Arm, neck and/or shoulder complaints are common in western societies. In the Netherlands, general practice guidelines are issued on shoulder pain and epicondylitis only. Little is known about actual management of the total range of diagnoses. The objectives of the study are: to determine management in patients consulting the GP with a new episode of non-traumatic arm neck and shoulder complaints up to 6 months after the first consultation. To evaluate differences in management between patients with specific diagnoses versus non-specific diagnoses and between specific diagnostic groups. In a prospective cohort study in general practice. We recruited 682 eligible patients. Data on diagnosis, management, patient- and complaint-characteristics were collected. Co-occurrence of treatment options was presented in scaled rectangles. After 6 months, additional diagnostic tests had been performed in 18% of the patients, mainly radiographic examination (14%). Further, 49% had been referred for physiotherapy and 12% to the medical specialist. Patients with specific diagnoses were more frequently referred for specialist treatment, and patients with non-specific diagnoses for physiotherapy. Corticosteroid injections (17%) were mainly applied specific diagnoses (e.g. impingement syndrome, frozen shoulder, carpal tunnel and M. Quervain). Frequencies of prescribed medication (51%) did not differ between specific and non-specific diagnoses. In 19% of the patients no referral, prescribed analgesics or injection was applied. Braces (4%) were mainly prescribed in epicondylitis. Overall, management most frequently consisted of prescribed analgesics and referral for physiotherapy. Specific and non-specific diagnostic subgroups differed in the frequency corticosteroid injections were applied, and referrals to physiotherapy and to a medical specialist.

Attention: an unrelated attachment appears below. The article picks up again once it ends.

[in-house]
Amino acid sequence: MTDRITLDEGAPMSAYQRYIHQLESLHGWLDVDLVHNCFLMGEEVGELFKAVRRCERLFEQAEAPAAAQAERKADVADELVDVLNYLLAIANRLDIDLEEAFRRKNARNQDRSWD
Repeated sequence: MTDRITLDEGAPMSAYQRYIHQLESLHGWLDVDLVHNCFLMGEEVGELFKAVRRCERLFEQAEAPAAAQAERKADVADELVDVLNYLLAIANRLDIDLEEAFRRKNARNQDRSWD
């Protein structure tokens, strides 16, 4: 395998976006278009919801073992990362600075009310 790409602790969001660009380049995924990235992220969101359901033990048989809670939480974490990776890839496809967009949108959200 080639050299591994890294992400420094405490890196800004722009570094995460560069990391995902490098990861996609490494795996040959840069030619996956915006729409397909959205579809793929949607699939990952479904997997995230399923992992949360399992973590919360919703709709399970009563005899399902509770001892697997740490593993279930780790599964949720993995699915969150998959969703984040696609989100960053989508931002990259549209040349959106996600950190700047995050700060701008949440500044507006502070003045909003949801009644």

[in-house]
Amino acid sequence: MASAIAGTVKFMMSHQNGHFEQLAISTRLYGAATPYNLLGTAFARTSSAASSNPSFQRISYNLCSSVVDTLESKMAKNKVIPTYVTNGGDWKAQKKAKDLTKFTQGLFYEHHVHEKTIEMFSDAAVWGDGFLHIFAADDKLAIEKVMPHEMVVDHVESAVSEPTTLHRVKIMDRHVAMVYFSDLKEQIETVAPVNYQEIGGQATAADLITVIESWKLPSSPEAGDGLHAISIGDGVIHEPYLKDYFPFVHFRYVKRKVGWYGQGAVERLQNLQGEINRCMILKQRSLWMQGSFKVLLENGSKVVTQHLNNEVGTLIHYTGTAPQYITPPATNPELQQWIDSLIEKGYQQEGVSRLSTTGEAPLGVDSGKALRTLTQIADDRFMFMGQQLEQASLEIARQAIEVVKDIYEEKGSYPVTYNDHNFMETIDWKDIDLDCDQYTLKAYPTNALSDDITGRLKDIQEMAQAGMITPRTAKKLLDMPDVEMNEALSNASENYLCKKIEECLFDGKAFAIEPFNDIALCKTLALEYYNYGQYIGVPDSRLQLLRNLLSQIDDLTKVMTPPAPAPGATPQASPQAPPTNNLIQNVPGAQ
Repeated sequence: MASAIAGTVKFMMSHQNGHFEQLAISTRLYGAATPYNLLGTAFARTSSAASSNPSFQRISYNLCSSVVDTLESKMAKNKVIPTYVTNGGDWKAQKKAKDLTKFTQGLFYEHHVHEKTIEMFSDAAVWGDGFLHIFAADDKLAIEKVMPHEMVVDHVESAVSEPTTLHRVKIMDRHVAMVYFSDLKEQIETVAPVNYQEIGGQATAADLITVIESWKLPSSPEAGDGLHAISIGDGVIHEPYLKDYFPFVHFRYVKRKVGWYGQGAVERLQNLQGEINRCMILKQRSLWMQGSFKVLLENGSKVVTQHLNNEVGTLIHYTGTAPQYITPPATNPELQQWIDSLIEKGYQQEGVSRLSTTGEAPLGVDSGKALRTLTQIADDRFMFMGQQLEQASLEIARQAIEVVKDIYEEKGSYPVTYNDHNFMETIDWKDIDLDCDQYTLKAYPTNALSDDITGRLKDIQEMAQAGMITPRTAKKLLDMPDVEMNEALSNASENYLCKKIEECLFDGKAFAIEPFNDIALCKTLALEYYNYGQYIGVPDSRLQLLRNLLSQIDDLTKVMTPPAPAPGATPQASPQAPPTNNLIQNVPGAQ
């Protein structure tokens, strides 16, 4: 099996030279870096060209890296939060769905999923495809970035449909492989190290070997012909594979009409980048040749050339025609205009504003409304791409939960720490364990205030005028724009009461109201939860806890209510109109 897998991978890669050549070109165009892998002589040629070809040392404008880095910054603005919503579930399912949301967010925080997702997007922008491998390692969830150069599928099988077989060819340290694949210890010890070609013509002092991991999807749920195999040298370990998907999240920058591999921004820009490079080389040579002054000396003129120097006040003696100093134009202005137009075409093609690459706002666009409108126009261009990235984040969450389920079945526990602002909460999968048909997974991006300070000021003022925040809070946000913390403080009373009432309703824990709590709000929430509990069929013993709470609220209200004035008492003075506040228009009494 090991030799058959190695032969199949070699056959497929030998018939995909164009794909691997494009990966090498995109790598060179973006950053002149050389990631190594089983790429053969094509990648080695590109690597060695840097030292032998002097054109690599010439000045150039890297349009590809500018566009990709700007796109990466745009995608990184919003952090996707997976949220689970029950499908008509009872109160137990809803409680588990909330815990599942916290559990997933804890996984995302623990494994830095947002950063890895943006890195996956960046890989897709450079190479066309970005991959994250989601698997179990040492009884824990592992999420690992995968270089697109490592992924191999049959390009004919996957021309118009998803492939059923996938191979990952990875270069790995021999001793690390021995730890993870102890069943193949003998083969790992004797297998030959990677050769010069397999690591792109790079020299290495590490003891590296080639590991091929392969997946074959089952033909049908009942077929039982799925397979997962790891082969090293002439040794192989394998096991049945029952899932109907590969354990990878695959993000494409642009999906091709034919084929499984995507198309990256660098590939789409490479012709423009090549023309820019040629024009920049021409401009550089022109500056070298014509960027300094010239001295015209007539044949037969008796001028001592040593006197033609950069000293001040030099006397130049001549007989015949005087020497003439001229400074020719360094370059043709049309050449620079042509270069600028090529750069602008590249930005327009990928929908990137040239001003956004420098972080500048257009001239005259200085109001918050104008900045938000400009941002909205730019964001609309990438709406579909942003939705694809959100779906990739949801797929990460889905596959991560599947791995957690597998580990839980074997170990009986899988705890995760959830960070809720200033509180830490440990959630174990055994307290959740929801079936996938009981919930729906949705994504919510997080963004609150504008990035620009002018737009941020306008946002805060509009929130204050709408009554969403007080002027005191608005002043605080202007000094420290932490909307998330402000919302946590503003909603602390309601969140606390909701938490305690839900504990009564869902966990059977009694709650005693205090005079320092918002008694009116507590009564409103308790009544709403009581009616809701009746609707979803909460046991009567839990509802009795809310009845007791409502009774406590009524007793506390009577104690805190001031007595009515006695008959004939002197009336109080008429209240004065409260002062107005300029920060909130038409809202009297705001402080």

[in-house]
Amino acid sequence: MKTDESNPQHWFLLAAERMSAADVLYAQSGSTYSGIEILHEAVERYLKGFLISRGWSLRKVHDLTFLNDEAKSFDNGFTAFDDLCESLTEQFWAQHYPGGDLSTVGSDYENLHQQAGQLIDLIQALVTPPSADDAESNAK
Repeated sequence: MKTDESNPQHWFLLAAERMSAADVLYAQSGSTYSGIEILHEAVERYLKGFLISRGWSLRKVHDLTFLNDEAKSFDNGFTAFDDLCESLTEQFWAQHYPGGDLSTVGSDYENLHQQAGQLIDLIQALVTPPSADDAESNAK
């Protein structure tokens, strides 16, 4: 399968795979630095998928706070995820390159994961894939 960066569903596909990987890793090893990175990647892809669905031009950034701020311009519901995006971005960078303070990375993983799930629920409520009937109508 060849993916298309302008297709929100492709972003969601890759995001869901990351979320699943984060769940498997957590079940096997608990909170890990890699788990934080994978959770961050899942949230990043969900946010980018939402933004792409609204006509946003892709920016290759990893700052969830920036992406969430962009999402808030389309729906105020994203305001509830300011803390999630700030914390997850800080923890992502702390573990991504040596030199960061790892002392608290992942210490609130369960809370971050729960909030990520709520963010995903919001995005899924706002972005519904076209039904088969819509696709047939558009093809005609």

doi:10.1007/s00586-008-0710-1
PMCID: PMC2527426  PMID: 18607647
Arm; Neck; Shoulder; Treatment; General practice
13.  Knee disorders in primary care: design and patient selection of the HONEUR knee cohort 
Background
Knee complaints are a frequent reason for consultation in general practice. These patients constitute a specific population compared to secondary care patients. However, information to base treatment decisions on is generally derived from specialistic settings. Our cohort study is aimed at collecting knowledge about prognosis and prognostic factors of knee complaints presented in a primary care setting. This paper describes the methods used for data collection, and discusses potential selectiveness of patient recruitment.
Methods
This is a descriptive prospective cohort study with one-year follow-up. 40 Dutch GPs recruited consecutive patients with incident knee complaints aged 12 years and above from October 2001 to October 2003. Patients were assessed with questionnaires and standardised physical examinations. Additional measurements of subgroups included MRI for recent knee traumas and device assessed function measurements for non-traumatic patients.
After the inclusion period we retrospectively searched the computerized medical files of participating GPs to obtain a sample to determine possible selective recruitment. We assessed differences in proportions of gender, traumatic onset of injury and age groups between participants and non-participants using Odds Ratios (OR) and 95% confidence intervals.
Results
We recruited 1068 patients. In a sample of 310 patients visiting the GP, we detected some selective recruitment, indicating an underrepresentation of patients aged 12 to 35 years (OR 1.70; 1.15–2.77), especially among men (OR 2.16; 1.12–4.18). The underrepresentation of patients with traumatic onset of injury was not statistically significant.
Conclusion
This cohort is unique in its size, setting, and its range of both age and type of knee complaints. We believe the detected selective recruitment is unlikely to introduce significant bias, as the cohort will be divided into subgroups according to age group or traumatic onset of injury for future analyses. However, the underrepresentation of men in the age group of 12 to 35 years of age warrants caution. Based on the available data, we believe our cohort is an acceptable representation of patients with new knee complaints consulting the GP, and we expect no problems with extrapolation of the results to the general Dutch population.
doi:10.1186/1471-2474-6-45
PMCID: PMC1208897  PMID: 16117830